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I get that in the Schrödinger picture the wave function evolve in time and the quantum operators are independent of time. However, in the Heisenberg picture the operators evolve in time and the wave functions remain independent. I understand that the operator must obey the commutator equation but, what does it mean to have an operator that evolve in time from a physicist's point of view?

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So in my view the Heisenberg picture is just one of the many “interaction pictures” that exists and the fundamental idea is just that we are doing a sort of quantum coordinate transform where we describe our Hamiltonian as $\hat H(t) = \hbar (\eta(t) + \xi(t))$ where in the usual case $\eta$ is the “simple” parts of the Hamiltonian and the $\xi$ is the “complicated” part having to do with interactions and what-not.

Mathematical background

So the idea is that just as $\hat H$ induces a unitary operator $$U(t) = \mathcal T \exp\left(-\frac{i}{\hbar} \int_{t_0}^t \mathrm d\tau~\hat H(\tau)\right)$$we can say that $\eta$ induces a unitary operator $$u(t) = \mathcal T \exp\left(-i \int_{t_0}^t \mathrm d\tau~ \eta(\tau)\right)$$and all predicted expectation values $$\langle A \rangle_\Psi = \langle \Psi_0 |U^\dagger \hat A U|\Psi_0\rangle$$can have $uu^\dagger = 1$ inserted into them arbitrarily to yield $$\langle A \rangle_\Psi = \langle \tilde \Psi| \tilde A | \tilde \Psi\rangle, \text{ where }\\ |\tilde \Psi\rangle = u^\dagger U |\Psi_0\rangle \text{ and }\tilde A = u^\dagger\hat A u.$$ One can then confirm that $$\frac{\mathrm d\phantom{t}}{\mathrm dt} |\tilde \Psi\rangle = u^\dagger \left(i\eta -\frac{iH}{\hbar}\right) U ~|\Psi_0\rangle = - i \tilde \xi ~|\tilde \Psi\rangle,\\ \frac{\mathrm d\tilde A}{\mathrm dt} = u^\dagger \left(i \eta \hat A + \dot A - i \hat A \eta\right) u = i[\tilde\eta, \tilde A] + \widetilde{\dot A}. $$ So these are all expressed in the tilde-basis and my interpretation of this is just that you have changed coordinates into a reference frame which is varying over time.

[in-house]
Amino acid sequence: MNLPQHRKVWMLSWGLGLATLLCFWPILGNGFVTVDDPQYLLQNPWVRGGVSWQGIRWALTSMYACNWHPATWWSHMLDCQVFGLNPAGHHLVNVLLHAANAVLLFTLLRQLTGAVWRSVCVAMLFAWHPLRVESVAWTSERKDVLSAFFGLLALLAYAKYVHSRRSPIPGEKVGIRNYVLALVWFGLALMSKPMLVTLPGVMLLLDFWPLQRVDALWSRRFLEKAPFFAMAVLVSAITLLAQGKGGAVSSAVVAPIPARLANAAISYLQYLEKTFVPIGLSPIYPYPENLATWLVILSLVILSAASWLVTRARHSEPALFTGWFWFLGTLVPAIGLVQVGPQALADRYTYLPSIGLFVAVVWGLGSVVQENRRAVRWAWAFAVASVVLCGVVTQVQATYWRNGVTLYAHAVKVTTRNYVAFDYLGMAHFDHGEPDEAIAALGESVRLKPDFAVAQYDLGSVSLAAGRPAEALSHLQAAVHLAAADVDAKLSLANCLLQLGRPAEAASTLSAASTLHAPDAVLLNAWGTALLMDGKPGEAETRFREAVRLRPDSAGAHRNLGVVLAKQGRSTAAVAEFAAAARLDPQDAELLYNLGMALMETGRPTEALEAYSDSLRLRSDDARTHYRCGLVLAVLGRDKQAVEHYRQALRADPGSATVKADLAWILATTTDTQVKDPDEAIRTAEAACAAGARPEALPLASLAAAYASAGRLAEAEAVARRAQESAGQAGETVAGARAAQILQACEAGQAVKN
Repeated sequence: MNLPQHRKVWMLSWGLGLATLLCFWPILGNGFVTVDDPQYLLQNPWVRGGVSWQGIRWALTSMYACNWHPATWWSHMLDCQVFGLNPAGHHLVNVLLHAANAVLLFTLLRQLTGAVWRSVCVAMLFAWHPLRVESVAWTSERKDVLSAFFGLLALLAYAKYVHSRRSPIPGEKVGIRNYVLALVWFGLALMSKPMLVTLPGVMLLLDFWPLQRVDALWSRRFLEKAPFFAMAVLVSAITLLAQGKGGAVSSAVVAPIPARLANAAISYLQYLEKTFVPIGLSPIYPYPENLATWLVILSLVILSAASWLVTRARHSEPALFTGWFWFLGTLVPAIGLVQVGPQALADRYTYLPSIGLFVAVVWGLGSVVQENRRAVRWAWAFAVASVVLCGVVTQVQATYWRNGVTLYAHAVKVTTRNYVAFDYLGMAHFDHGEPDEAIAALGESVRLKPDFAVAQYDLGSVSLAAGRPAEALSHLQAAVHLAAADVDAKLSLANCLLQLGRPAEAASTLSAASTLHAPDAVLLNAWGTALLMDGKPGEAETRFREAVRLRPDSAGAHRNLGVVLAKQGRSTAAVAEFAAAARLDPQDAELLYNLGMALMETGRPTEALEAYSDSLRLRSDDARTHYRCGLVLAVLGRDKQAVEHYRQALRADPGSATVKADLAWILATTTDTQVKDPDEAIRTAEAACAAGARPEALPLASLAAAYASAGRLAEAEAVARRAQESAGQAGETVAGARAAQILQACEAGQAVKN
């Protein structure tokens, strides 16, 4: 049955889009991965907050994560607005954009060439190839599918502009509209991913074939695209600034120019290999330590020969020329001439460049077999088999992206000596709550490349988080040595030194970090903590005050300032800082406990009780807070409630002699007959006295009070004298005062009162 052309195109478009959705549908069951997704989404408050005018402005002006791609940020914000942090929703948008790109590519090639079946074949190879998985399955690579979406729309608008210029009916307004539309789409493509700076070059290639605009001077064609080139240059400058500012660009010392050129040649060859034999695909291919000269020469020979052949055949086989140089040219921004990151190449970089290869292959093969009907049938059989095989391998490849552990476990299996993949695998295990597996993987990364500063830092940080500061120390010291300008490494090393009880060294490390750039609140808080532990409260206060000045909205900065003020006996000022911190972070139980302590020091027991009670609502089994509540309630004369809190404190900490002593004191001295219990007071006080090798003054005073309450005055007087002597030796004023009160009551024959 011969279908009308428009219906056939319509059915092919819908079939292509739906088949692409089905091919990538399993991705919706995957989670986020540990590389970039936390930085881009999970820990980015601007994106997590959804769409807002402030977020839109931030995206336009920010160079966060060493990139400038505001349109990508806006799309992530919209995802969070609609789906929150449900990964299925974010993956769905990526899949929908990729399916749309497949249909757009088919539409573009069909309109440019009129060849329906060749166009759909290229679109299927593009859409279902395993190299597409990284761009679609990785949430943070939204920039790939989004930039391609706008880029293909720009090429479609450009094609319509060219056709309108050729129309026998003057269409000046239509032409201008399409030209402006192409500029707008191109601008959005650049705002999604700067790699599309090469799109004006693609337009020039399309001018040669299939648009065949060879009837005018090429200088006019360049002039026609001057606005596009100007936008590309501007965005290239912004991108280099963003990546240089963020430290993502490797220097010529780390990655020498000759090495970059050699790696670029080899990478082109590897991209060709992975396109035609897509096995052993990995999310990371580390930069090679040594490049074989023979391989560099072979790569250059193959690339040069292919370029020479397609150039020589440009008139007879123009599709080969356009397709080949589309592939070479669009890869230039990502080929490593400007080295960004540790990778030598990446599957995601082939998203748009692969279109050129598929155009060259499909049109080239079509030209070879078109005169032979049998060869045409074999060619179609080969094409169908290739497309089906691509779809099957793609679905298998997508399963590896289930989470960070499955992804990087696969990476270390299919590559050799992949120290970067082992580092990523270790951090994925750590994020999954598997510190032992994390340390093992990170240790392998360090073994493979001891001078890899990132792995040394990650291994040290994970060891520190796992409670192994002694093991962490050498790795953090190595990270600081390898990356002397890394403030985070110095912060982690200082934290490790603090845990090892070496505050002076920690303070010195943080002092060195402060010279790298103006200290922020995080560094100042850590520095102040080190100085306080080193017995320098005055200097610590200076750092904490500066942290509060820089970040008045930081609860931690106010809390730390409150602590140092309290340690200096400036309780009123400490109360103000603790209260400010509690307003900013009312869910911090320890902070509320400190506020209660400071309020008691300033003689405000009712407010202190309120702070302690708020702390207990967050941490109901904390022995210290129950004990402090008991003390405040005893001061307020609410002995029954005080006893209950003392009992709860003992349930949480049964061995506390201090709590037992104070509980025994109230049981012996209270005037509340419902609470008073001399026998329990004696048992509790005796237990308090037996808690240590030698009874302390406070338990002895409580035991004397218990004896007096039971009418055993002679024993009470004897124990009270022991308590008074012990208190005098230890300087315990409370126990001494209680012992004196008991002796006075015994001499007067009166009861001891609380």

Actually I go maybe a step further than this generic math suggests. So if you ever deal with a bosonic annihilator $b$ you will be introduced to its quadratures $x = (b^\dagger + b)/2$ and $p = i(b^\dagger - b)/2$, and the coherent states $b|\alpha\rangle = \alpha |\alpha\rangle.$ Under these the harmonic oscillator Hamiltonian $H = \hbar \Omega~ (b^\dagger b + 1/2)$ actually just induces a time evolution $|\alpha\rangle \mapsto |e^{-i\Omega t} \alpha\rangle$ in the Schrödinger picture, and one can work out that taking $\eta = \Omega b^\dagger b$ makes this really obvious because you have $b \mapsto e^{-i\Omega t} b$ so of course that's what it does. Meanwhile $\langle x\rangle$ and $\langle p \rangle$ describe $|\alpha\rangle$ as being centered on a specific point in phase space given by the real and imaginary parts of $\alpha$.

What I am inclined to do here is to imagine that I can always create this sort of coherent-state phase space so that the Hamiltonian here can be visualized as a flow field depicting where the probability flows given where it was, and in this case it is a big flow field going around the origin in circles. What this interaction picture did was, it used rotating coordinates for phase space $\tilde x(t) = x \cos(\Omega t) + p \sin(\Omega t), \tilde p(t) = p \cos(\Omega t) - x \sin(\Omega t),$ and thus that rotating part of the flow map disappeared; we offloaded all of that onto the operators (in this case $b, b^\dagger$).

The Heisenberg picture in particular

Once you have this general recipe for the interaction picture, it is very tempting to take the special case where $\eta = \hat H/\hbar$ and thus $\xi = 0$, in which case $u = U$ and $|\tilde\Psi\rangle = |\Psi_0\rangle.$ From a physical perspective this then means that this coordinate transformation zeroes out the flow field so that the state never evolves across phase space, rather what evolves is how we measure these various quadratures of our system.

So like I imagine just watching a classical bouncy ball describing several perfect parabolas as it loses no energy bouncing on a perfectly flat frictionless floor, this coordinate transform physically means using a camera which is totally fixed on the ball, and in this system the force of gravity on the ball disappears altogether, the floor moves off to the side at a pretty constant speed and flies up to meet the ball, and we introduce a fictitious force which exactly balances out the floor-force on the ball whenever the floor is in contact with the ball. We are co-moving with the ball and we describe the entire world around the ball as changing instead of the ball, and so things like "what is the dynamical height of the ball?" become questions like "what is the dynamical distance of the floor from the ball?" which must ultimately be solved by similar equations, transferred to the floor.

An interaction picture is some sort of hybrid visualization, for example just using free-fall coordinates to zero out the effect of gravity, but not zeroing out the forces of the floor. Meanwhile, the floor experiences a constant acceleration upwards, due to that transformation. So the ball starts off going upwards at speed $0$ and then after one impact it starts traveling upwards at speed $v$ and then after another impact it starts traveling upwards at speed $2v$ and then $3v$ and so on, the ball has these long constant-speed trajectories interrupted by the floor which each time I think gives it a constant dose of momentum upwards.

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